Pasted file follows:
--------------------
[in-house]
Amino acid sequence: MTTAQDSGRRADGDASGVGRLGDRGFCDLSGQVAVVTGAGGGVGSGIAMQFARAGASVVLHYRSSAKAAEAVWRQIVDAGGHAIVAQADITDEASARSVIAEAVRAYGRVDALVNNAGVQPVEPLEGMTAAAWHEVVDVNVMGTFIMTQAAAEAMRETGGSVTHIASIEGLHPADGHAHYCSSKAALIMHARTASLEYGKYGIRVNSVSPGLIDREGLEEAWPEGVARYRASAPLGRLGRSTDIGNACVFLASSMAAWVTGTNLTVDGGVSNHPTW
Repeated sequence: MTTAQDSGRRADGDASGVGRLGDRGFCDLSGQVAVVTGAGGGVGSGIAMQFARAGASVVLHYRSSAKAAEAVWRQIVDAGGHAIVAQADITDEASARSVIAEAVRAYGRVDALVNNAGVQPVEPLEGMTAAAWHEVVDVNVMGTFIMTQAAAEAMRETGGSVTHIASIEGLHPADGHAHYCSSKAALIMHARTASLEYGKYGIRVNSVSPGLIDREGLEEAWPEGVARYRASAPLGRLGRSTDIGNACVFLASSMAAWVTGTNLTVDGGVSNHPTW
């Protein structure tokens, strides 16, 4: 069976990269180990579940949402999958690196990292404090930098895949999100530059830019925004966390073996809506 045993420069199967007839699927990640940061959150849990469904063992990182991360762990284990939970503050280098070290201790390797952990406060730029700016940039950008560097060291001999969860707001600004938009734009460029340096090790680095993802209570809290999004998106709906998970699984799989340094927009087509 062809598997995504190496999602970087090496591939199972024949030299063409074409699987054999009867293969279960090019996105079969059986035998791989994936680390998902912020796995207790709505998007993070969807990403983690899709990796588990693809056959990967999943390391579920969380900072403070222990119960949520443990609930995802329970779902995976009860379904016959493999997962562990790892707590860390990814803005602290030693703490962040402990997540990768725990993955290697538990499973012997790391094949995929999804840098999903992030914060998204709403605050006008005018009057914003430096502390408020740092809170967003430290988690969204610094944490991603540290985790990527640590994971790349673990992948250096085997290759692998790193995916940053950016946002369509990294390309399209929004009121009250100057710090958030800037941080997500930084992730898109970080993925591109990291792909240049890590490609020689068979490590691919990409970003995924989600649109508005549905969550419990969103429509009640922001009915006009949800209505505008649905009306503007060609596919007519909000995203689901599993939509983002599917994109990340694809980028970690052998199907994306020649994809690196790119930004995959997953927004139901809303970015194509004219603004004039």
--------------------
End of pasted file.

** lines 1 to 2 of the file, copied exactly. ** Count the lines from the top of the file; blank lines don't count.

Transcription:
[in-house]
Amino acid sequence: MTTAQDSGRRADGDASGVGRLGDRGFCDLSGQVAVVTGAGGGVGSGIAMQFARAGASVVLHYRSSAKAAEAVWRQIVDAGGHAIVAQADITDEASARSVIAEAVRAYGRVDALVNNAGVQPVEPLEGMTAAAWHEVVDVNVMGTFIMTQAAAEAMRETGGSVTHIASIEGLHPADGHAHYCSSKAALIMHARTASLEYGKYGIRVNSVSPGLIDREGLEEAWPEGVARYRASAPLGRLGRSTDIGNACVFLASSMAAWVTGTNLTVDGGVSNHPTW